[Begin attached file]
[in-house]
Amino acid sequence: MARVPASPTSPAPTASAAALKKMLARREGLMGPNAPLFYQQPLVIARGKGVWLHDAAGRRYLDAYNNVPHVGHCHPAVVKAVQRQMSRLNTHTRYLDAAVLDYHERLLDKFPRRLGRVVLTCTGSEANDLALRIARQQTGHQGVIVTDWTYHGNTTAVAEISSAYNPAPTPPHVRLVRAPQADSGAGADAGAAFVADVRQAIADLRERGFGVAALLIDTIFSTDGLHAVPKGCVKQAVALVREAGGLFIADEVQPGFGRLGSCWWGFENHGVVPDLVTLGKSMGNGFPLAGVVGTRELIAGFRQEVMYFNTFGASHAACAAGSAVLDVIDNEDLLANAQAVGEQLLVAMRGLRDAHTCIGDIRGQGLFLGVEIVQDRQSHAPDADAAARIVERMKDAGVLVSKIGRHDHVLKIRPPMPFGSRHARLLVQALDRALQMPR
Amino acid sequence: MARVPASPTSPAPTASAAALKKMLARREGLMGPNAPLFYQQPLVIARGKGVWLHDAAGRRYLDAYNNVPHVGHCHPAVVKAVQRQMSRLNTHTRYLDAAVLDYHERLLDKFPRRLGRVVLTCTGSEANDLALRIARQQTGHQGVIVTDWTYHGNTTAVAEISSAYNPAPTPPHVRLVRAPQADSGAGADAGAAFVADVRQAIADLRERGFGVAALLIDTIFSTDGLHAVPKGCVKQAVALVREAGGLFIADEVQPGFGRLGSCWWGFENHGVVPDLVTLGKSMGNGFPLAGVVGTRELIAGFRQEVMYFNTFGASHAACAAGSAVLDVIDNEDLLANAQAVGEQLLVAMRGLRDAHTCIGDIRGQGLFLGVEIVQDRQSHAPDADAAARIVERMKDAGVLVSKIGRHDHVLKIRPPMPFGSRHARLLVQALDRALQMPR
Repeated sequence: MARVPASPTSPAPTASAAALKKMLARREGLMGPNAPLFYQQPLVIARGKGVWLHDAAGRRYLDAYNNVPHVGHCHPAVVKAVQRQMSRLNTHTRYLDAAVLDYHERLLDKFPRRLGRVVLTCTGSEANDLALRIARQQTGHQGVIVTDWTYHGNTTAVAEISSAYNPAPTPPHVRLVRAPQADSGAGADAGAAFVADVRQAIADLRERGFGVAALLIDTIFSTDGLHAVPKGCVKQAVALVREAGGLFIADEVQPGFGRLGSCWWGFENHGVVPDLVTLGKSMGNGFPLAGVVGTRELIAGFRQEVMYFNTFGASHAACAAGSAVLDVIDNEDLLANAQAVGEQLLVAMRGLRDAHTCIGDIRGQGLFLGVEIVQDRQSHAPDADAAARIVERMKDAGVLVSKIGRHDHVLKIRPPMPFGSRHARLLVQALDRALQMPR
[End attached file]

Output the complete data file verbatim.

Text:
[in-house]
Amino acid sequence: MARVPASPTSPAPTASAAALKKMLARREGLMGPNAPLFYQQPLVIARGKGVWLHDAAGRRYLDAYNNVPHVGHCHPAVVKAVQRQMSRLNTHTRYLDAAVLDYHERLLDKFPRRLGRVVLTCTGSEANDLALRIARQQTGHQGVIVTDWTYHGNTTAVAEISSAYNPAPTPPHVRLVRAPQADSGAGADAGAAFVADVRQAIADLRERGFGVAALLIDTIFSTDGLHAVPKGCVKQAVALVREAGGLFIADEVQPGFGRLGSCWWGFENHGVVPDLVTLGKSMGNGFPLAGVVGTRELIAGFRQEVMYFNTFGASHAACAAGSAVLDVIDNEDLLANAQAVGEQLLVAMRGLRDAHTCIGDIRGQGLFLGVEIVQDRQSHAPDADAAARIVERMKDAGVLVSKIGRHDHVLKIRPPMPFGSRHARLLVQALDRALQMPR
Amino acid sequence: MARVPASPTSPAPTASAAALKKMLARREGLMGPNAPLFYQQPLVIARGKGVWLHDAAGRRYLDAYNNVPHVGHCHPAVVKAVQRQMSRLNTHTRYLDAAVLDYHERLLDKFPRRLGRVVLTCTGSEANDLALRIARQQTGHQGVIVTDWTYHGNTTAVAEISSAYNPAPTPPHVRLVRAPQADSGAGADAGAAFVADVRQAIADLRERGFGVAALLIDTIFSTDGLHAVPKGCVKQAVALVREAGGLFIADEVQPGFGRLGSCWWGFENHGVVPDLVTLGKSMGNGFPLAGVVGTRELIAGFRQEVMYFNTFGASHAACAAGSAVLDVIDNEDLLANAQAVGEQLLVAMRGLRDAHTCIGDIRGQGLFLGVEIVQDRQSHAPDADAAARIVERMKDAGVLVSKIGRHDHVLKIRPPMPFGSRHARLLVQALDRALQMPR
Repeated sequence: MARVPASPTSPAPTASAAALKKMLARREGLMGPNAPLFYQQPLVIARGKGVWLHDAAGRRYLDAYNNVPHVGHCHPAVVKAVQRQMSRLNTHTRYLDAAVLDYHERLLDKFPRRLGRVVLTCTGSEANDLALRIARQQTGHQGVIVTDWTYHGNTTAVAEISSAYNPAPTPPHVRLVRAPQADSGAGADAGAAFVADVRQAIADLRERGFGVAALLIDTIFSTDGLHAVPKGCVKQAVALVREAGGLFIADEVQPGFGRLGSCWWGFENHGVVPDLVTLGKSMGNGFPLAGVVGTRELIAGFRQEVMYFNTFGASHAACAAGSAVLDVIDNEDLLANAQAVGEQLLVAMRGLRDAHTCIGDIRGQGLFLGVEIVQDRQSHAPDADAAARIVERMKDAGVLVSKIGRHDHVLKIRPPMPFGSRHARLLVQALDRALQMPR